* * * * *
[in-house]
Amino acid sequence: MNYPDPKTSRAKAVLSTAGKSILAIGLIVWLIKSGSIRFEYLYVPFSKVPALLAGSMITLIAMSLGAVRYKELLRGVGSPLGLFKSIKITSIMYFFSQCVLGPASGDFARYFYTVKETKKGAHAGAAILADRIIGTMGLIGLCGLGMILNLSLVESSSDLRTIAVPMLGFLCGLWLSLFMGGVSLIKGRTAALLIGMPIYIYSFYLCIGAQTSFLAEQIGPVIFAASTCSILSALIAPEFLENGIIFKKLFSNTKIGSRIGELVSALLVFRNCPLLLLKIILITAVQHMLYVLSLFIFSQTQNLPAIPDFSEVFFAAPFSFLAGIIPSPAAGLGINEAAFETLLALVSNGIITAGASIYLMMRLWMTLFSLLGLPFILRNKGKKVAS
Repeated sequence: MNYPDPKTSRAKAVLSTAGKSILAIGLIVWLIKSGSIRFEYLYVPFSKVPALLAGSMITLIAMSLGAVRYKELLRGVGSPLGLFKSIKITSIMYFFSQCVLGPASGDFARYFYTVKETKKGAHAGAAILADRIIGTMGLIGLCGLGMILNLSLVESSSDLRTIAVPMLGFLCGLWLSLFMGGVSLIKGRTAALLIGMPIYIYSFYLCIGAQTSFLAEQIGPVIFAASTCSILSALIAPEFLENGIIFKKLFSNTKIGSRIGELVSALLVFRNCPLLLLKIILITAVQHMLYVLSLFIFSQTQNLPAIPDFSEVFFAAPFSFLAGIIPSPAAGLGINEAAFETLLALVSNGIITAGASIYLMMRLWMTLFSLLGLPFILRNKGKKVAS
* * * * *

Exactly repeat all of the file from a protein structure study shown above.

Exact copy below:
[in-house]
Amino acid sequence: MNYPDPKTSRAKAVLSTAGKSILAIGLIVWLIKSGSIRFEYLYVPFSKVPALLAGSMITLIAMSLGAVRYKELLRGVGSPLGLFKSIKITSIMYFFSQCVLGPASGDFARYFYTVKETKKGAHAGAAILADRIIGTMGLIGLCGLGMILNLSLVESSSDLRTIAVPMLGFLCGLWLSLFMGGVSLIKGRTAALLIGMPIYIYSFYLCIGAQTSFLAEQIGPVIFAASTCSILSALIAPEFLENGIIFKKLFSNTKIGSRIGELVSALLVFRNCPLLLLKIILITAVQHMLYVLSLFIFSQTQNLPAIPDFSEVFFAAPFSFLAGIIPSPAAGLGINEAAFETLLALVSNGIITAGASIYLMMRLWMTLFSLLGLPFILRNKGKKVAS
Repeated sequence: MNYPDPKTSRAKAVLSTAGKSILAIGLIVWLIKSGSIRFEYLYVPFSKVPALLAGSMITLIAMSLGAVRYKELLRGVGSPLGLFKSIKITSIMYFFSQCVLGPASGDFARYFYTVKETKKGAHAGAAILADRIIGTMGLIGLCGLGMILNLSLVESSSDLRTIAVPMLGFLCGLWLSLFMGGVSLIKGRTAALLIGMPIYIYSFYLCIGAQTSFLAEQIGPVIFAASTCSILSALIAPEFLENGIIFKKLFSNTKIGSRIGELVSALLVFRNCPLLLLKIILITAVQHMLYVLSLFIFSQTQNLPAIPDFSEVFFAAPFSFLAGIIPSPAAGLGINEAAFETLLALVSNGIITAGASIYLMMRLWMTLFSLLGLPFILRNKGKKVAS